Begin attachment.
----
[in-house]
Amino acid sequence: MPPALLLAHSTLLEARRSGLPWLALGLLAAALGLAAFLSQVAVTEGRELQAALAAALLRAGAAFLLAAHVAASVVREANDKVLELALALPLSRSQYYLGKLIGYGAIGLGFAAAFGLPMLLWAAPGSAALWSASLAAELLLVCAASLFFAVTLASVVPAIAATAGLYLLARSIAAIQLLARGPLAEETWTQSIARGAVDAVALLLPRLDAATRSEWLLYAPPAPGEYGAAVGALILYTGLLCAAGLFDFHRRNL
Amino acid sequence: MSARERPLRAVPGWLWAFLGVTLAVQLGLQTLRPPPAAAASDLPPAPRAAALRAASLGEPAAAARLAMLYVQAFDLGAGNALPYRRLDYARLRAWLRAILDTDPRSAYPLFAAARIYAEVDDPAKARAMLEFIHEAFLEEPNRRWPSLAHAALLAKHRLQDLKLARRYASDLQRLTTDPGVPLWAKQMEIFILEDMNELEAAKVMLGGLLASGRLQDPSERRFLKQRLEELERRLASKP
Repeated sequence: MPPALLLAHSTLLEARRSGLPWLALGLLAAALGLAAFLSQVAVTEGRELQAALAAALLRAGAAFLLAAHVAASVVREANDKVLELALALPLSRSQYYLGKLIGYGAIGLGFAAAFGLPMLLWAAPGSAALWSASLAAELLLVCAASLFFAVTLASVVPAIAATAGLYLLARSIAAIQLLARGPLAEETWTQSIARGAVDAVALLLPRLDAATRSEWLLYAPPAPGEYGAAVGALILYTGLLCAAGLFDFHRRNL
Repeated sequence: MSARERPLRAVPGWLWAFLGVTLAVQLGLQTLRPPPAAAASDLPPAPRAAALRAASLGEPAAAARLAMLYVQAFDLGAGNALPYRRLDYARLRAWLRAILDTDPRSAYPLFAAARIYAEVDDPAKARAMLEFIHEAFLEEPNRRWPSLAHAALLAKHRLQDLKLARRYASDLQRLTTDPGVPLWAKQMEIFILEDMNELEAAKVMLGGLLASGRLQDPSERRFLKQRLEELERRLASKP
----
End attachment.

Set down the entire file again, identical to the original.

[in-house]
Amino acid sequence: MPPALLLAHSTLLEARRSGLPWLALGLLAAALGLAAFLSQVAVTEGRELQAALAAALLRAGAAFLLAAHVAASVVREANDKVLELALALPLSRSQYYLGKLIGYGAIGLGFAAAFGLPMLLWAAPGSAALWSASLAAELLLVCAASLFFAVTLASVVPAIAATAGLYLLARSIAAIQLLARGPLAEETWTQSIARGAVDAVALLLPRLDAATRSEWLLYAPPAPGEYGAAVGALILYTGLLCAAGLFDFHRRNL
Amino acid sequence: MSARERPLRAVPGWLWAFLGVTLAVQLGLQTLRPPPAAAASDLPPAPRAAALRAASLGEPAAAARLAMLYVQAFDLGAGNALPYRRLDYARLRAWLRAILDTDPRSAYPLFAAARIYAEVDDPAKARAMLEFIHEAFLEEPNRRWPSLAHAALLAKHRLQDLKLARRYASDLQRLTTDPGVPLWAKQMEIFILEDMNELEAAKVMLGGLLASGRLQDPSERRFLKQRLEELERRLASKP
Repeated sequence: MPPALLLAHSTLLEARRSGLPWLALGLLAAALGLAAFLSQVAVTEGRELQAALAAALLRAGAAFLLAAHVAASVVREANDKVLELALALPLSRSQYYLGKLIGYGAIGLGFAAAFGLPMLLWAAPGSAALWSASLAAELLLVCAASLFFAVTLASVVPAIAATAGLYLLARSIAAIQLLARGPLAEETWTQSIARGAVDAVALLLPRLDAATRSEWLLYAPPAPGEYGAAVGALILYTGLLCAAGLFDFHRRNL
Repeated sequence: MSARERPLRAVPGWLWAFLGVTLAVQLGLQTLRPPPAAAASDLPPAPRAAALRAASLGEPAAAARLAMLYVQAFDLGAGNALPYRRLDYARLRAWLRAILDTDPRSAYPLFAAARIYAEVDDPAKARAMLEFIHEAFLEEPNRRWPSLAHAALLAKHRLQDLKLARRYASDLQRLTTDPGVPLWAKQMEIFILEDMNELEAAKVMLGGLLASGRLQDPSERRFLKQRLEELERRLASKP